Tips for being a good mentor – grad student edition

Mentorship is a concept constantly brought up in professional settings, but, at least in my experience, the discussion generally takes place through the lens of the mentee: “How do I go about finding a good professional mentor?” “How do I expand my mentors beyond a research advisor or senior graduate student?” “Exactly how do I keep up contact with my mentor?”

But what about the other way around? What questions should the mentor be asking? If you search ‘tips for being a good mentor’ there are tons of articles with great content (e.g [1] [2] [3]). However, all of this advice is rather broad, and I want to write for grad students. Here, we’ll have a brief discussion on how to be a successful mentor, specifically in the context of an academic research setting.

As a senior undergraduate, circumstances beyond my control had me leading a research project originally conceived for a graduate research assistant. About 2-3 weeks in, I was told that my advisor had agreed to participation in a program that gave high school students research experience. And, just like every professor ever, my advisor was extraordinarily busy, and told me to just deal with it. So, I was getting an assistant.

Here are a few things I learned:

Preserve enthusiasm! Most students that voluntarily choose to join a research group are genuinely excited to be there. They most likely could have taken another course, or found a desk job. Above all else, it’s important to preserve their enthusiasm.

Give them a challenge, but be realistic. To start off, assign them technician type work — repetitive, simple tasks that are nonetheless critical to gathering results. Demonstrate exactly how to use the necessary equipment. Don’t leave them without a way to contact you.

Gradually increase responsibility. At first, ask them to prepare samples. Then, have them run tests. Then, teach them how to convert the data they generated into useful results. Then, ask them what they think is the next step.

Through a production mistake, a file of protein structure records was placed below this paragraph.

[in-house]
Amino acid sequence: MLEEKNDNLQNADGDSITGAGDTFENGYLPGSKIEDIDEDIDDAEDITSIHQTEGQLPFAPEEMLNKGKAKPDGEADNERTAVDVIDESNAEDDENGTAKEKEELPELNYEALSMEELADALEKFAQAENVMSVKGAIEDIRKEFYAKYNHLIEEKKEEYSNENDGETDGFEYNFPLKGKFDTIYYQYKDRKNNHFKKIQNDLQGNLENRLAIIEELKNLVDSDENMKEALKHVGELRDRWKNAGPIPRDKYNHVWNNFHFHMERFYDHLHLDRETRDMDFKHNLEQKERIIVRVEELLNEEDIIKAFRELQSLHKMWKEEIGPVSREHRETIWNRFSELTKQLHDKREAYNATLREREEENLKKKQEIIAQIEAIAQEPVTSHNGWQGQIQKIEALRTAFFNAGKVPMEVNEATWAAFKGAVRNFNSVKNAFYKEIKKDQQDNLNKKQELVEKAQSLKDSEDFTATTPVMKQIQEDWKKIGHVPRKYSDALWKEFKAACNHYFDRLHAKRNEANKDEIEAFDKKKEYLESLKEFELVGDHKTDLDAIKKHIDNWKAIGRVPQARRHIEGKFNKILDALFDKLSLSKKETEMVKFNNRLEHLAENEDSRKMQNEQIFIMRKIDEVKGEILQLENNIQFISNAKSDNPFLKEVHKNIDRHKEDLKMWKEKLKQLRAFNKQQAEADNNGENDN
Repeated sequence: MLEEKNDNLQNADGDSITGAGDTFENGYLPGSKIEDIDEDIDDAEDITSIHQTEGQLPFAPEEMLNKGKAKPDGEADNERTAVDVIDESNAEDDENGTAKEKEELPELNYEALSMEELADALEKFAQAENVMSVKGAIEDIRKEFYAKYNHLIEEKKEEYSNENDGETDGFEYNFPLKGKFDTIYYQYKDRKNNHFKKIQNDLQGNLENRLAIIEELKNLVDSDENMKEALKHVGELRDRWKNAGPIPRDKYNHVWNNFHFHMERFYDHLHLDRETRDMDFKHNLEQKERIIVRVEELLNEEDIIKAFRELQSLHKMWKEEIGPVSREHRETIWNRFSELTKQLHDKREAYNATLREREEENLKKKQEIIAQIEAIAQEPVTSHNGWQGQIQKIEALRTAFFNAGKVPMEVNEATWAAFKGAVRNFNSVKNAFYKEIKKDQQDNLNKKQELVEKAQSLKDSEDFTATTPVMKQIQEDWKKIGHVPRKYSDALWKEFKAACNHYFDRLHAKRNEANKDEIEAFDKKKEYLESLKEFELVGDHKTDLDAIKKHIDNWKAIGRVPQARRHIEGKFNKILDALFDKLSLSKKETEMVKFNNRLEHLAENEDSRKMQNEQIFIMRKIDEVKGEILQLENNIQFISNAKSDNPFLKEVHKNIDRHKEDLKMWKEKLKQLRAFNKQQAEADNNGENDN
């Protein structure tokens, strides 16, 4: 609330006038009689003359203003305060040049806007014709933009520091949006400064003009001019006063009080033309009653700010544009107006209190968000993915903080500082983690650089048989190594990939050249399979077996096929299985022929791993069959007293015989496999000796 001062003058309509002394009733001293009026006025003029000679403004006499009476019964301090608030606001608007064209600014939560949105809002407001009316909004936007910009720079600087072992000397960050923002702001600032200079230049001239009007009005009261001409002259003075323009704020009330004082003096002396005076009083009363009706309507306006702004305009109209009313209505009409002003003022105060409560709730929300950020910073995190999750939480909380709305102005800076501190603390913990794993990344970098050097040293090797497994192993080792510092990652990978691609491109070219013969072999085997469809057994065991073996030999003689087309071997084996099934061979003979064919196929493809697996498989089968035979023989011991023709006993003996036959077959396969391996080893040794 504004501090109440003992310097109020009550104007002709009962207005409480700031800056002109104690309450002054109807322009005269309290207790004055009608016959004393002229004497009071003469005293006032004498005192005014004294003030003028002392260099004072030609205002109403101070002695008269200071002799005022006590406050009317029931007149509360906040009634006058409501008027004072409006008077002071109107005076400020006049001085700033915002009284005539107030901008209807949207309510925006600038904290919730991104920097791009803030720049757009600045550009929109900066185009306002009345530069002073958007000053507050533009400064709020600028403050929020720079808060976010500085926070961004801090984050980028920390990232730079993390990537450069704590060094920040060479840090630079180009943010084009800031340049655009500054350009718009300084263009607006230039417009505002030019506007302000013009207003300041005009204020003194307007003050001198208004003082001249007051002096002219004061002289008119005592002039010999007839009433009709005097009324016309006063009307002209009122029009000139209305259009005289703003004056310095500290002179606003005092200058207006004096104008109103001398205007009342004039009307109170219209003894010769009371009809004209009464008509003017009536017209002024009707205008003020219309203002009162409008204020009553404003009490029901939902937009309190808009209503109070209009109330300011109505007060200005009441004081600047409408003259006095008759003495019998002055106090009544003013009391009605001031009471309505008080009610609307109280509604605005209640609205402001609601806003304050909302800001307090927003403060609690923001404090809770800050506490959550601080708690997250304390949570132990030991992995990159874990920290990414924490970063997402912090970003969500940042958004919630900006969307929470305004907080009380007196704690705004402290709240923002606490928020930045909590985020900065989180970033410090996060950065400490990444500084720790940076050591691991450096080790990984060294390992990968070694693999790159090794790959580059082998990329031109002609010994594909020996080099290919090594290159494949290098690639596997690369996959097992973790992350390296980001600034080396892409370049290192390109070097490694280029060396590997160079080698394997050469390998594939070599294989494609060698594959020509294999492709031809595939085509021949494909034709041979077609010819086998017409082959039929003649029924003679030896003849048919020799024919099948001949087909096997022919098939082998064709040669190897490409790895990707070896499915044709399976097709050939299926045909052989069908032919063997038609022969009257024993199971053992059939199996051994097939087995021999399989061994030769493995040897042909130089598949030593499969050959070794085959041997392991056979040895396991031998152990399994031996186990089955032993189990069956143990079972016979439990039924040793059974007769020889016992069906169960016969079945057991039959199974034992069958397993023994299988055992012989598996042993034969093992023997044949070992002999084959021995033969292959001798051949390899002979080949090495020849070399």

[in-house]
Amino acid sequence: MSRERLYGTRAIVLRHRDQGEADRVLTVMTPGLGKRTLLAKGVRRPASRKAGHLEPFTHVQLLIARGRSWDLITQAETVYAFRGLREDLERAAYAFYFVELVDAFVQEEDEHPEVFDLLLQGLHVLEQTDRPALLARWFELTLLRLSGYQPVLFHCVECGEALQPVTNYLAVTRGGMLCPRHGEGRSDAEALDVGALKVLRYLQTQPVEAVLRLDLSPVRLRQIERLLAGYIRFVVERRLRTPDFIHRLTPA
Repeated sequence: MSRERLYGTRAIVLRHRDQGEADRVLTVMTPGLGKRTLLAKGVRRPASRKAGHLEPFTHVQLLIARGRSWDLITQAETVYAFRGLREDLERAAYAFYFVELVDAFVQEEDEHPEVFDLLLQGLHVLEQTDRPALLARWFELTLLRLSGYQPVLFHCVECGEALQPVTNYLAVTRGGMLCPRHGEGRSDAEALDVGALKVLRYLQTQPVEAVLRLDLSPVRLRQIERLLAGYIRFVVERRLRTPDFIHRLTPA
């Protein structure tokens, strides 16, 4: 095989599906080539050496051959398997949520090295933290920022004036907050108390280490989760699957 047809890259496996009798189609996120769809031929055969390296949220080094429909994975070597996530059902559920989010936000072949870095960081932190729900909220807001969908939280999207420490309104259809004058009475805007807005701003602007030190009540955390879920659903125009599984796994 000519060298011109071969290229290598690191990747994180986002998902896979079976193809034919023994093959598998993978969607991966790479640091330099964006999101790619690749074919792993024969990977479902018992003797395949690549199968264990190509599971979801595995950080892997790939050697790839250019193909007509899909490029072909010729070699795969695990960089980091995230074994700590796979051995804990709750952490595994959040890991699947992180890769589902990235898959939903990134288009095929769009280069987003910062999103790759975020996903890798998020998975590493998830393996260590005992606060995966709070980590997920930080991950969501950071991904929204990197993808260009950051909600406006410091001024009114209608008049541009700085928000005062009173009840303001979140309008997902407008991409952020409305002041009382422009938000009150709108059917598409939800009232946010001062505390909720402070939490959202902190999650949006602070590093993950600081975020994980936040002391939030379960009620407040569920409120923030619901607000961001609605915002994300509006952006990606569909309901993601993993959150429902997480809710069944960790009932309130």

Treat them as a member of the group. Formally introduce them to the rest of the group. Add them to the group’s google group. Encourage them to present at group meetings. Invite to any [age appropriate] social gatherings.

Admit any limits in your scope of knowledge. If they ask you a question you don’t know the answer to, just admit it. Say: “I’m not sure. I’ve never really thought about it. Maybe do a literature search? Let me know if you find something!”

Praise along the way. Not in a grandiose, sarcastic way. Just a quick “nice” or “good work” will be a major confidence boost to a younger/new student.

Offer feedback. If you think they’re moving in the right direction, tell them. If you think they aren’t, gently nudge them back on track.

Understand everyone is different. Of course — one of the most widely applicable pieces of advice ever. But it’s still valid. Some students might be slow, others fast. Some might work for a while and realize they don’t really like the research (don’t take that personally!)

Offer advice outside of research. Don’t do this unsolicited, but my high school student [wisely] asked me lots of questions about picking a college/picking a major/picking professional groups [of course I recommended SWE!]/picking recreational groups/deciding to join a sorority/even picking out a new laptop!
I’m sure I missed lots of great tips, so if you have one, please share! If you have a similar experience, let me know how it turned out!


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